Sunday, May 6, 2012

Six Sentence Sunday

This is a love story, but there is a part where I wrote a scene involving bullying.  At the time I wrote this story teenage bullying was all over the news.   I wanted to address it in this story,  shine some light on something that is continuing to go on.   I was a victim of bullying in school, but at that time no one did anything about it.   Many schools do have anti-bullying programs,  but I don't think it's enough.  The schools can't control what happens off school property (or off the buses)

I thought my six sentences would be taken from a scene that was so hard for me to write.

“Stop the car!”   William leapt out as soon as Gabriel pulled over, Gabriel hot on his heels. 

As they got closer to the boy, they slowed their pace they didn’t want to spook him.  “Hello?”  William softly said.

“Leave me alone!”  The teen inched closer to the edge.

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  1. Oh, gosh! I can understand why the scene would be hard to write.

  2. With your lead in, this is extra heart wrenching. You did a beautiful job with the emotion and intensity!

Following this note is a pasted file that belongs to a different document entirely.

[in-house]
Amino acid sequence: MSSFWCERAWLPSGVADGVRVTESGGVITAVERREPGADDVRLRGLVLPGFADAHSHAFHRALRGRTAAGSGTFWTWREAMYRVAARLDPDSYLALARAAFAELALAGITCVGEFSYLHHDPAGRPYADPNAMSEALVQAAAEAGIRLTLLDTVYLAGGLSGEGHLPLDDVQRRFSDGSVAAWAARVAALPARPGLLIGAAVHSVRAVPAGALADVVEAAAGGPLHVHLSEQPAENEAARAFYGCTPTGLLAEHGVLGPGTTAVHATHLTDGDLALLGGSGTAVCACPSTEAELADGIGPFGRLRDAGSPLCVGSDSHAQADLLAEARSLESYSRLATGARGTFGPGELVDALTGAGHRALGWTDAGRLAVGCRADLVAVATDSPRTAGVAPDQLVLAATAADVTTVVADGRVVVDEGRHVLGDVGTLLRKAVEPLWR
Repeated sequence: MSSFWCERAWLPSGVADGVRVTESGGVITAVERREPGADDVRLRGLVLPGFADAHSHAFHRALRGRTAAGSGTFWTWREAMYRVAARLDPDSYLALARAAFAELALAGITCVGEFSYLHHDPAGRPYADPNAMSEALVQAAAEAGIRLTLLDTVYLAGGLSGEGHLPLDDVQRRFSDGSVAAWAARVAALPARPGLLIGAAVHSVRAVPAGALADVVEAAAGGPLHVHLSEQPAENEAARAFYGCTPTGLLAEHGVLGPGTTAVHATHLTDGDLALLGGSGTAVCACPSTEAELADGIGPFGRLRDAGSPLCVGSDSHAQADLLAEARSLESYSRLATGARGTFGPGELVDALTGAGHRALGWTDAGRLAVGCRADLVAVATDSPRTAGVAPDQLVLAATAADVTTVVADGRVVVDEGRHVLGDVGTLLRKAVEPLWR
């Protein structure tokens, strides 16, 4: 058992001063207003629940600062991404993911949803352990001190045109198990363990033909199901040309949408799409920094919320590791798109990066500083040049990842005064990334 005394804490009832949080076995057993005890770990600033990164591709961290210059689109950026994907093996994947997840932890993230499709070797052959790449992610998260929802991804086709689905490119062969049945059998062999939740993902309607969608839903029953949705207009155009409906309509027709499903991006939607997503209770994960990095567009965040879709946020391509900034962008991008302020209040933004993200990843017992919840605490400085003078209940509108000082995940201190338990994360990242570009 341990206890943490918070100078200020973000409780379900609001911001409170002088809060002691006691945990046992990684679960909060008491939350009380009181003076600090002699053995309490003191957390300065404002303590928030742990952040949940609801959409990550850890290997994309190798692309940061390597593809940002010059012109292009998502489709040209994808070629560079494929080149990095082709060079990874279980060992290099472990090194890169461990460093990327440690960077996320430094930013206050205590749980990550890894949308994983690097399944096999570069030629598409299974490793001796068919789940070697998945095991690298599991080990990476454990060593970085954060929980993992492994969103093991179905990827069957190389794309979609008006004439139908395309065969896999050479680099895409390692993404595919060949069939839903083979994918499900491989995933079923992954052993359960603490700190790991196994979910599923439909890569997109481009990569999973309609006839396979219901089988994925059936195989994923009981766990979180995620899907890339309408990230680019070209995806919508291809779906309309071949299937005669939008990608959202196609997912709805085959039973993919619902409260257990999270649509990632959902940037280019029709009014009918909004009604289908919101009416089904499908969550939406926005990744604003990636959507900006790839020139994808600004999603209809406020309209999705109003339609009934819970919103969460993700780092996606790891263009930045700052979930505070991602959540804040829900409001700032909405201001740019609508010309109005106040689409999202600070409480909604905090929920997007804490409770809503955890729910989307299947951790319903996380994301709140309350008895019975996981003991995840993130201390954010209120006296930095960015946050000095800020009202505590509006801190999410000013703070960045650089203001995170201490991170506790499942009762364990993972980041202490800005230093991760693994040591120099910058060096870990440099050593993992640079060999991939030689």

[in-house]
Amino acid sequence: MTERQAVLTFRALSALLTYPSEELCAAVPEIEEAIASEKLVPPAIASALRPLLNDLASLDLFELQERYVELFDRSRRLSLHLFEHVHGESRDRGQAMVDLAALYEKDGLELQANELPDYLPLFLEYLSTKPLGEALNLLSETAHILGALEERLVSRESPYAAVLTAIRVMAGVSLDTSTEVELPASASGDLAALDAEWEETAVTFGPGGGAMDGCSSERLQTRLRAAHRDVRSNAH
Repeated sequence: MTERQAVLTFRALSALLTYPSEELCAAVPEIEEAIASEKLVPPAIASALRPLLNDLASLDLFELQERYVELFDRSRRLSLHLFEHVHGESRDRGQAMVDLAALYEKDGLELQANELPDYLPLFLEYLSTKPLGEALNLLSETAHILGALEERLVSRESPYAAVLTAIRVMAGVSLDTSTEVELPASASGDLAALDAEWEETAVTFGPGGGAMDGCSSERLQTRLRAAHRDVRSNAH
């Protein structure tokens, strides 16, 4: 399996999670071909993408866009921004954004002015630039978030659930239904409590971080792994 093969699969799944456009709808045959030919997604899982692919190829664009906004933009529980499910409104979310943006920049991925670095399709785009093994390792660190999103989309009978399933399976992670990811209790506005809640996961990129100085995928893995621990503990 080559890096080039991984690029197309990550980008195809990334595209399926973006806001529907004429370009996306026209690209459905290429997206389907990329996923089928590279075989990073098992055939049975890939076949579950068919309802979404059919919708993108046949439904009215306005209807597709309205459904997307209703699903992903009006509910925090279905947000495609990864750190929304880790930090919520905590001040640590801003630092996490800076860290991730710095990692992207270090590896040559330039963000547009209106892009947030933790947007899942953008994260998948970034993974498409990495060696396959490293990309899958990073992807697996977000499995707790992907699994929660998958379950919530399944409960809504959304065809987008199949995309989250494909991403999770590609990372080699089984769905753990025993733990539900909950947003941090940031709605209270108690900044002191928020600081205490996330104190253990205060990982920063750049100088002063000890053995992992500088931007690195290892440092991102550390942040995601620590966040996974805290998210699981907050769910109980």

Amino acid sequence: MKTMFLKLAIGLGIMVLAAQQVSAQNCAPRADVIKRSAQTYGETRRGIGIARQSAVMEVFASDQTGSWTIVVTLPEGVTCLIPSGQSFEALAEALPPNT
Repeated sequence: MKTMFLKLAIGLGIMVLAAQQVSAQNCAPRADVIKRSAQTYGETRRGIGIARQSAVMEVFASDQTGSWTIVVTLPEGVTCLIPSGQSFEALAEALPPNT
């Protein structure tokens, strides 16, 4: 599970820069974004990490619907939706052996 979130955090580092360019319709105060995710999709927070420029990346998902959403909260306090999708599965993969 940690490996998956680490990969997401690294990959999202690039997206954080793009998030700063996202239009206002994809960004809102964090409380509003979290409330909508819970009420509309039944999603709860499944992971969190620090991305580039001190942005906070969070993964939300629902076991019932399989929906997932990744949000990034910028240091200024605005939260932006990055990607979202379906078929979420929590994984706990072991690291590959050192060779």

3. Thank you for posting this about bullying it is so important.

    This is an early comment but I just wanted to say “Thank You” for letting me be included in your Hop Against Homophobia. I am afraid I am not a talented m/m fiction writer like yourself but I am an avid reader of it.

    I guess I do not fit into any category really since I write non-fiction for an adult gay studio.

    But this is a cause I feel strongly about and I wanted to let you know I appreciate the opportunity to be included.

    I put a post up at the top of my blog on May 5th and it will remain up until May 19th.

    Since I do not write books I will be donating money to PFLAG here in the U.S. in the name of the winner.

    Thank you again for the inclusion.

  4. Bullying has been ignored and, yes, almost accepted by society. We simply turn a blind eye to it. I was a teen in the sixties. A teen who stuttered. Because of that difference, I was often bullied, taunted, shoved around. School was a place of fear and tension for me. Now, as a grandma, I can't bear to see others vilified because of what society percieves as "being different." My youngest granddaughter was born with her right arm ending an inch below her elbow joint. She, too, suffers from bullying. It is a scourge on our society--and one continually ignored. Why should we allow GLBT's to be treated in this manner? Are we all united by our humanity, or not? What differences are okay? Eye color? Height? Freckles or no? Skin color? Physical perfection? Sexual orientation? If you won't eat meat, does that give me the right to bully you and your difference in thinking from mine? If you speak with a southern twang and I don't, does that give me the right to bully you? One could go on and on, yet the fact remains: Bullying, for any reason, is wrong.